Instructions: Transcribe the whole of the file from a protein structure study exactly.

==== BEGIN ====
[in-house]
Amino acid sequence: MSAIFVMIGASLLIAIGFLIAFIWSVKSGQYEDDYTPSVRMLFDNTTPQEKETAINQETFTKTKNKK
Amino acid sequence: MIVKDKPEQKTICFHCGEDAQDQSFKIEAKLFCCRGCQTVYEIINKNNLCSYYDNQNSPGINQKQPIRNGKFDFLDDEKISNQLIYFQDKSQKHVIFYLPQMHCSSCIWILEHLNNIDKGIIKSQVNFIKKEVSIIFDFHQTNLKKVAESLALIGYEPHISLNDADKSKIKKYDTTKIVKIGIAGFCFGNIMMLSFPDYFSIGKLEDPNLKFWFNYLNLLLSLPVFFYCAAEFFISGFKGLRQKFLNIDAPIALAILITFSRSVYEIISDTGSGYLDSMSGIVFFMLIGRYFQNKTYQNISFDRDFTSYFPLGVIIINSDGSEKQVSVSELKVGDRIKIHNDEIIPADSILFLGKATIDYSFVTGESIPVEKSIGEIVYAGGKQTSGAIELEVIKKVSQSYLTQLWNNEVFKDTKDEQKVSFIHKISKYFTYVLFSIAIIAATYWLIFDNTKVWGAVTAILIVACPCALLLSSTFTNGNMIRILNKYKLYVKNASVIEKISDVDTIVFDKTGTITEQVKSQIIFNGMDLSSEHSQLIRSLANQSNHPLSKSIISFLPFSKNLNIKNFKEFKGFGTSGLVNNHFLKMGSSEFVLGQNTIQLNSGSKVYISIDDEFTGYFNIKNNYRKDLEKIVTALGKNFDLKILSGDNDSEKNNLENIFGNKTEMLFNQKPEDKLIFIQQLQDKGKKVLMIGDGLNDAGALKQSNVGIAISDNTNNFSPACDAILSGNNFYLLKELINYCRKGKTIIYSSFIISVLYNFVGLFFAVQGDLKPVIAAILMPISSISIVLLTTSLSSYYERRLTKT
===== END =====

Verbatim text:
[in-house]
Amino acid sequence: MSAIFVMIGASLLIAIGFLIAFIWSVKSGQYEDDYTPSVRMLFDNTTPQEKETAINQETFTKTKNKK
Amino acid sequence: MIVKDKPEQKTICFHCGEDAQDQSFKIEAKLFCCRGCQTVYEIINKNNLCSYYDNQNSPGINQKQPIRNGKFDFLDDEKISNQLIYFQDKSQKHVIFYLPQMHCSSCIWILEHLNNIDKGIIKSQVNFIKKEVSIIFDFHQTNLKKVAESLALIGYEPHISLNDADKSKIKKYDTTKIVKIGIAGFCFGNIMMLSFPDYFSIGKLEDPNLKFWFNYLNLLLSLPVFFYCAAEFFISGFKGLRQKFLNIDAPIALAILITFSRSVYEIISDTGSGYLDSMSGIVFFMLIGRYFQNKTYQNISFDRDFTSYFPLGVIIINSDGSEKQVSVSELKVGDRIKIHNDEIIPADSILFLGKATIDYSFVTGESIPVEKSIGEIVYAGGKQTSGAIELEVIKKVSQSYLTQLWNNEVFKDTKDEQKVSFIHKISKYFTYVLFSIAIIAATYWLIFDNTKVWGAVTAILIVACPCALLLSSTFTNGNMIRILNKYKLYVKNASVIEKISDVDTIVFDKTGTITEQVKSQIIFNGMDLSSEHSQLIRSLANQSNHPLSKSIISFLPFSKNLNIKNFKEFKGFGTSGLVNNHFLKMGSSEFVLGQNTIQLNSGSKVYISIDDEFTGYFNIKNNYRKDLEKIVTALGKNFDLKILSGDNDSEKNNLENIFGNKTEMLFNQKPEDKLIFIQQLQDKGKKVLMIGDGLNDAGALKQSNVGIAISDNTNNFSPACDAILSGNNFYLLKELINYCRKGKTIIYSSFIISVLYNFVGLFFAVQGDLKPVIAAILMPISSISIVLLTTSLSSYYERRLTKT